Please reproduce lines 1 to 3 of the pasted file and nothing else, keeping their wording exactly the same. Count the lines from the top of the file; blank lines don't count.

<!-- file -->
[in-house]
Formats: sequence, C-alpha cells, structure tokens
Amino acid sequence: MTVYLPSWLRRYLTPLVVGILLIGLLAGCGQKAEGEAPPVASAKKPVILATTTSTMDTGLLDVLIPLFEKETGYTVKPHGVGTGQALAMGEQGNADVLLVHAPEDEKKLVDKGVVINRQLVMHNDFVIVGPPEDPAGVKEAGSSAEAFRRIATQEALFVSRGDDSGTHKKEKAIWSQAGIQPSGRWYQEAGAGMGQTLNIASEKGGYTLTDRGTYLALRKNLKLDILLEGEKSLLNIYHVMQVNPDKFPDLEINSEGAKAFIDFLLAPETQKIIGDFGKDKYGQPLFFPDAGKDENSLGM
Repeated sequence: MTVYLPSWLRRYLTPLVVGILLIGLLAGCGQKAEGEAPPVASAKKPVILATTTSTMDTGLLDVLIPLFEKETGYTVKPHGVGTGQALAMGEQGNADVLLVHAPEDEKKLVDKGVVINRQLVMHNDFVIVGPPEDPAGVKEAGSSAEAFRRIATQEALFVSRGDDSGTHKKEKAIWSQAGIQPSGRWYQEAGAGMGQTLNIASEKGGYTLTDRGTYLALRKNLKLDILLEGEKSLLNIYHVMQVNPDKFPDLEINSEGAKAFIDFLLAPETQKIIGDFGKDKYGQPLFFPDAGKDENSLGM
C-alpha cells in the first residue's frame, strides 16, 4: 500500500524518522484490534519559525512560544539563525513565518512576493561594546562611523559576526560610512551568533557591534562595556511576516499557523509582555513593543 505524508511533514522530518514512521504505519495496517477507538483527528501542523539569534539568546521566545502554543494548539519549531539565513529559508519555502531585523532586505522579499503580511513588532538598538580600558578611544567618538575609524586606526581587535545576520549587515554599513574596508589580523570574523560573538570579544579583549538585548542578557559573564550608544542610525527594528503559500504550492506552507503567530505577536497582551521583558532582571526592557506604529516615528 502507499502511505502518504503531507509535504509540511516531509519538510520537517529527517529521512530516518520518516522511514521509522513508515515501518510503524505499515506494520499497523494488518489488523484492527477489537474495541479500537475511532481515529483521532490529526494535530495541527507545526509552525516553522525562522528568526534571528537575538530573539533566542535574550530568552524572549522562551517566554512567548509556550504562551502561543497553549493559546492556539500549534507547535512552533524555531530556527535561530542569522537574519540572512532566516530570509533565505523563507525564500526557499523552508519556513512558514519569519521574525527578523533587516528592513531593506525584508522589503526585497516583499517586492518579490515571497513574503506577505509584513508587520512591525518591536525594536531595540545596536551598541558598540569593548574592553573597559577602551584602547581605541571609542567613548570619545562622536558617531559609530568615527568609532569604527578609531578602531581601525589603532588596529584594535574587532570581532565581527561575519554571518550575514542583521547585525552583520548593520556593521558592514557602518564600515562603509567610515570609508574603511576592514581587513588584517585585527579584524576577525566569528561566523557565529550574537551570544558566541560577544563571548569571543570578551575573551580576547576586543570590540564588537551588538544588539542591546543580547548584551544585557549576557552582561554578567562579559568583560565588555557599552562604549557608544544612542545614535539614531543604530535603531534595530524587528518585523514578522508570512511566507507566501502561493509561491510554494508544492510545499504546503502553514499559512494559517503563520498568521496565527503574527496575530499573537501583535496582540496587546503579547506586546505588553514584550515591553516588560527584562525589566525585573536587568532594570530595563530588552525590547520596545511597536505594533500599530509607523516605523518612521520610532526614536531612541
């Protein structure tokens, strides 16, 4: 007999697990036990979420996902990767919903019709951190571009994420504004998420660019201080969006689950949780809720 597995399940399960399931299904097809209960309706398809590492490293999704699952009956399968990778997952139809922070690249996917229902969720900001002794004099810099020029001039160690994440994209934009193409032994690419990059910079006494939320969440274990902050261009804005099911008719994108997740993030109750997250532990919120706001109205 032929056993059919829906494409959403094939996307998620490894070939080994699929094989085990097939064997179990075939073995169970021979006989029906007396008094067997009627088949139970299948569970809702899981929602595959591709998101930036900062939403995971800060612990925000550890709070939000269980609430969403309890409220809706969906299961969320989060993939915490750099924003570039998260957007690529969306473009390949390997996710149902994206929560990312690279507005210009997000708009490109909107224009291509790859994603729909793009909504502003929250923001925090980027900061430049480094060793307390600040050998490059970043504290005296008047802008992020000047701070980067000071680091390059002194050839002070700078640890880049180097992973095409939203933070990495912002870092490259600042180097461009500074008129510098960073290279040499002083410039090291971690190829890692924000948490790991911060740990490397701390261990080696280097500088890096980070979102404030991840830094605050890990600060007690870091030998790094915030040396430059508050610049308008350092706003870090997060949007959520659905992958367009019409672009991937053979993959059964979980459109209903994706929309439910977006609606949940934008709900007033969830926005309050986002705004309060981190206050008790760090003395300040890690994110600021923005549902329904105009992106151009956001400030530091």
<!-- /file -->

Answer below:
[in-house]
Formats: sequence, C-alpha cells, structure tokens
Amino acid sequence: MTVYLPSWLRRYLTPLVVGILLIGLLAGCGQKAEGEAPPVASAKKPVILATTTSTMDTGLLDVLIPLFEKETGYTVKPHGVGTGQALAMGEQGNADVLLVHAPEDEKKLVDKGVVINRQLVMHNDFVIVGPPEDPAGVKEAGSSAEAFRRIATQEALFVSRGDDSGTHKKEKAIWSQAGIQPSGRWYQEAGAGMGQTLNIASEKGGYTLTDRGTYLALRKNLKLDILLEGEKSLLNIYHVMQVNPDKFPDLEINSEGAKAFIDFLLAPETQKIIGDFGKDKYGQPLFFPDAGKDENSLGM